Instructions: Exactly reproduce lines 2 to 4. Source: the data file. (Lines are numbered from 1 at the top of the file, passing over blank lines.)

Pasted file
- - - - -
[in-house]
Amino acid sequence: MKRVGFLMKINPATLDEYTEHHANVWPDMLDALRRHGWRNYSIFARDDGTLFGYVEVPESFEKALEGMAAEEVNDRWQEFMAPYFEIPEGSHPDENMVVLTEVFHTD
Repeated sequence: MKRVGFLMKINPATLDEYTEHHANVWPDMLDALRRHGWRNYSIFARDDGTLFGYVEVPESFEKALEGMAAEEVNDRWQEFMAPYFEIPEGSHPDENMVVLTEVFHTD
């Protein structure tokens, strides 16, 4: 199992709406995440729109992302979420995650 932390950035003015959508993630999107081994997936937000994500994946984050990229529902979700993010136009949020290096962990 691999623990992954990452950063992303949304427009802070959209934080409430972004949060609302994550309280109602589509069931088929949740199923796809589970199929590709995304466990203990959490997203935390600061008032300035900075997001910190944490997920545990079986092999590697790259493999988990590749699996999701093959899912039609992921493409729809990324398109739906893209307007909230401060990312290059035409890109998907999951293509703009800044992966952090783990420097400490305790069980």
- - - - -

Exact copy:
Amino acid sequence: MKRVGFLMKINPATLDEYTEHHANVWPDMLDALRRHGWRNYSIFARDDGTLFGYVEVPESFEKALEGMAAEEVNDRWQEFMAPYFEIPEGSHPDENMVVLTEVFHTD
Repeated sequence: MKRVGFLMKINPATLDEYTEHHANVWPDMLDALRRHGWRNYSIFARDDGTLFGYVEVPESFEKALEGMAAEEVNDRWQEFMAPYFEIPEGSHPDENMVVLTEVFHTD
């Protein structure tokens, strides 16, 4: 199992709406995440729109992302979420995650 932390950035003015959508993630999107081994997936937000994500994946984050990229529902979700993010136009949020290096962990 691999623990992954990452950063992303949304427009802070959209934080409430972004949060609302994550309280109602589509069931088929949740199923796809589970199929590709995304466990203990959490997203935390600061008032300035900075997001910190944490997920545990079986092999590697790259493999988990590749699996999701093959899912039609992921493409729809990324398109739906893209307007909230401060990312290059035409890109998907999951293509703009800044992966952090783990420097400490305790069980």